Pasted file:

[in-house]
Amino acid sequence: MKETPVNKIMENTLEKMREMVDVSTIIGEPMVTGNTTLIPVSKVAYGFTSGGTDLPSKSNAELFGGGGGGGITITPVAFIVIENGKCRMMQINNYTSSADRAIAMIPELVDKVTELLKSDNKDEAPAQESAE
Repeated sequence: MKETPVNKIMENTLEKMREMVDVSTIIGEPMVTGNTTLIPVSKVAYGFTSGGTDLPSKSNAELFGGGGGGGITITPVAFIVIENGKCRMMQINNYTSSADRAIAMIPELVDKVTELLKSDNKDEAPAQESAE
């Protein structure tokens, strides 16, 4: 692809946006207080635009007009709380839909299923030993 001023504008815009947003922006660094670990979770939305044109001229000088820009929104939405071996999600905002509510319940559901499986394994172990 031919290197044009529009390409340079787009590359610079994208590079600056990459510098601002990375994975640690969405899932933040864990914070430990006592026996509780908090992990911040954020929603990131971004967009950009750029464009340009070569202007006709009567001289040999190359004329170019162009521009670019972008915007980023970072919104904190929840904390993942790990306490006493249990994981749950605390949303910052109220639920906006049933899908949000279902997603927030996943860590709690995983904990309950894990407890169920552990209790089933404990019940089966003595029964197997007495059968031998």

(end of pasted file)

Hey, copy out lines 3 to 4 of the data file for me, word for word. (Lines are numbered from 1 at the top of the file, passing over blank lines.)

Repeated sequence: MKETPVNKIMENTLEKMREMVDVSTIIGEPMVTGNTTLIPVSKVAYGFTSGGTDLPSKSNAELFGGGGGGGITITPVAFIVIENGKCRMMQINNYTSSADRAIAMIPELVDKVTELLKSDNKDEAPAQESAE
């Protein structure tokens, strides 16, 4: 692809946006207080635009007009709380839909299923030993 001023504008815009947003922006660094670990979770939305044109001229000088820009929104939405071996999600905002509510319940559901499986394994172990 031919290197044009529009390409340079787009590359610079994208590079600056990459510098601002990375994975640690969405899932933040864990914070430990006592026996509780908090992990911040954020929603990131971004967009950009750029464009340009070569202007006709009567001289040999190359004329170019162009521009670019972008915007980023970072919104904190929840904390993942790990306490006493249990994981749950605390949303910052109220639920906006049933899908949000279902997603927030996943860590709690995983904990309950894990407890169920552990209790089933404990019940089966003595029964197997007495059968031998």